“Wikipedia is a great case in my opinion, much more interesting than open-source software, because on Wikipedia, people don’t write under their names, so you can’t talk about them getting a better job,” Levine says. “They give away all intellectual property. Anyone can read it and anyone can edit it. All the theories that we have would have predicted that it would turn into chaos and it would collapse, because who would want to contribute to something like this?”
To understand why, scholars have had to look beyond economics, Levine says. They found one clue in the work of pioneering Polish anthropologist Bronislaw Malinowski, based on his studies of the people of the Trobriand Islands off New Guinea in the South Pacific.
The Trobrianders did not exchange gifts with each other, as most cultures do, but gave them sequentially, A giving to B, B giving to C, etc. Everyone acted not in expectation of immediate reward, but with a sense that eventually, something would work its way back around to each giftgiver, according to Levine.
“This is what we call generalized exchange or pay-forward,” he says. “The concept is, I received something from you and I pay it forward, but I reciprocate to someone else, not back to you. They spread the favor.”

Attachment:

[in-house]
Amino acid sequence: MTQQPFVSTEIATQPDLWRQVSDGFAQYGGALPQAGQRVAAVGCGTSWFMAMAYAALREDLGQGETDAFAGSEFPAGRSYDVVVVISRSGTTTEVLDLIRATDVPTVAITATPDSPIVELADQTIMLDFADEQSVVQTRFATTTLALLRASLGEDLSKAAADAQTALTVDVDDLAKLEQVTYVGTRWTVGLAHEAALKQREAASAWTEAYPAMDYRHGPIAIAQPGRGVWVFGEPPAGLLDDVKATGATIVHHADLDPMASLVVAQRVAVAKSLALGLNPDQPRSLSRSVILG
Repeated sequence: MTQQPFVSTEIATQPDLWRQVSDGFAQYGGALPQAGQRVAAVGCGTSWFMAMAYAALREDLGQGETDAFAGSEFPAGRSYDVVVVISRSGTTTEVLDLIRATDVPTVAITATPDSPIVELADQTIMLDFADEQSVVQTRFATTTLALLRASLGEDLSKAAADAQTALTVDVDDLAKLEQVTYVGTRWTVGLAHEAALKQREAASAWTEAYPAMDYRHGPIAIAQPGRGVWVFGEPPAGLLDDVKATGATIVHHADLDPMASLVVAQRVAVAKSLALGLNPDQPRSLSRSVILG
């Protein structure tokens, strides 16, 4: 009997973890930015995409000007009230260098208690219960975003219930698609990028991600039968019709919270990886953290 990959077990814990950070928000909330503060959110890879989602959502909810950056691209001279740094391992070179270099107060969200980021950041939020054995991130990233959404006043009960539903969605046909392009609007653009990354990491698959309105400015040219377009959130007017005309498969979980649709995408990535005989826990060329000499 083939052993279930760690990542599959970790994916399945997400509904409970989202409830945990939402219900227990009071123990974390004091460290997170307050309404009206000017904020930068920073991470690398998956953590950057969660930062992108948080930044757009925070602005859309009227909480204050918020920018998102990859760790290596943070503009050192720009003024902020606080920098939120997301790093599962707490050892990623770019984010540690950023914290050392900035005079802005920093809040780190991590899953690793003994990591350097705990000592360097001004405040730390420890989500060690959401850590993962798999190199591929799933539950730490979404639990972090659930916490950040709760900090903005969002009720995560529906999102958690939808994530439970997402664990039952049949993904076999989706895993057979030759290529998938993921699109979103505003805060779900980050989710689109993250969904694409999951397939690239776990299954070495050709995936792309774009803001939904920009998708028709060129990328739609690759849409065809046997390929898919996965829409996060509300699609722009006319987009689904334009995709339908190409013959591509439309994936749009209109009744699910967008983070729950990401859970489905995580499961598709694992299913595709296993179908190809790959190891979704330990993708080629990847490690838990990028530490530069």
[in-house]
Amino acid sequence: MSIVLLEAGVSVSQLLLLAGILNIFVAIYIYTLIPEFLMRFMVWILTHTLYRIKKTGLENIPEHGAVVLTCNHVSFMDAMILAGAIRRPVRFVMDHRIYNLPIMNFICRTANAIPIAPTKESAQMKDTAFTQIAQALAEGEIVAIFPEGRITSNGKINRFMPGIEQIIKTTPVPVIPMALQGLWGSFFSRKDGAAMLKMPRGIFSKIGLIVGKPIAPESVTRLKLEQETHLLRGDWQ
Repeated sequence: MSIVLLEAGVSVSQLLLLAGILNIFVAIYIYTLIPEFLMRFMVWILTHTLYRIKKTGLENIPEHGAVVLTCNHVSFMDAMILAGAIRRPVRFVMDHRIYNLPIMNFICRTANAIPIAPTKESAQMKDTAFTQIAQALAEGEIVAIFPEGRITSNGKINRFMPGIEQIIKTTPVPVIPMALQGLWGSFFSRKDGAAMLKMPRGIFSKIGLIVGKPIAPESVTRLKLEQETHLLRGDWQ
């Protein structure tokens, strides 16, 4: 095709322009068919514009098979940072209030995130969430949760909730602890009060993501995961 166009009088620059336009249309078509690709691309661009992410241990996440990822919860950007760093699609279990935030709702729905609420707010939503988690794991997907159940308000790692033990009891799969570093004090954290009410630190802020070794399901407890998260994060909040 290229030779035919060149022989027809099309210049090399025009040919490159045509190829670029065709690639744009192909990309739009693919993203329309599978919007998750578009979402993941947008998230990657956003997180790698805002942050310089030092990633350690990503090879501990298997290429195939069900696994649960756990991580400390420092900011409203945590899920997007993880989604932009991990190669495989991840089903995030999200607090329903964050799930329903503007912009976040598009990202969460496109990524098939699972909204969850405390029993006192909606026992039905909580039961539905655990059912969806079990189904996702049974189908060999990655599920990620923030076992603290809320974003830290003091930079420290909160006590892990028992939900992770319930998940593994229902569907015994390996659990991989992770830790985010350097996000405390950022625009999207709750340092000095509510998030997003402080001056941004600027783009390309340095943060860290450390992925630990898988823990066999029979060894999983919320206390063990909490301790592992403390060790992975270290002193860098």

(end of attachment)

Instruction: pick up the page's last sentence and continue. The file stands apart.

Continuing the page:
In his own experiments, Levine has found that under the right circumstances, human beings seem almost hard-wired for this kind of generosity. In one experiment, subjects are told that if they put in 20 cents, someone they don’t know and can’t see will be given a dollar. If they don’t send anything, nothing happens. After this, the subjects are matched up with someone else, and may or may not be the receiver this time. Obviously, some people are stingy, Levine says, but most are not.
“This is the fuel, if you will, that turns the wheels of generalized exchange,” Levine says. “One, being generous, and two, not being blindly generous but being generous with the expectation that it will come back to you. If you go back to Eastern philosophy, it’s a notion of karma: if you do enough good things, it will come back to you.”
Looked at from this point of view, other online phenomena can be seen in a different light. Levine sees Napster, the once popular music-sharing service shut down by the music industry in 2001, not as a facilitator of piracy as the record labels did, but as another instance of sharing—a drive so powerful that file sharing remains incredibly popular nearly a decade after Napster was shuttered.
“You can still find pretty much anything, any movie, any song, any piece of software, online, for free,” Levine says. “This is the dark side of that drive [to share]—it’s not exactly fair for people who work to create this product—but again, it’s part of the human tendency to share.”
But consumers also give to business as well as take. Innovation, too, is driven more often by the kindness of strangers than we tend to think. Roll over, Edison: “Empirically, it turns out, there’s a good chunk of innovation that’s actually created by individuals,” Levine says. Often, he says, consumers will start tinkering with a product and discover a new use for it or a modification that can improve it, and share the idea with others for free. “It resembles open source very much,” he adds.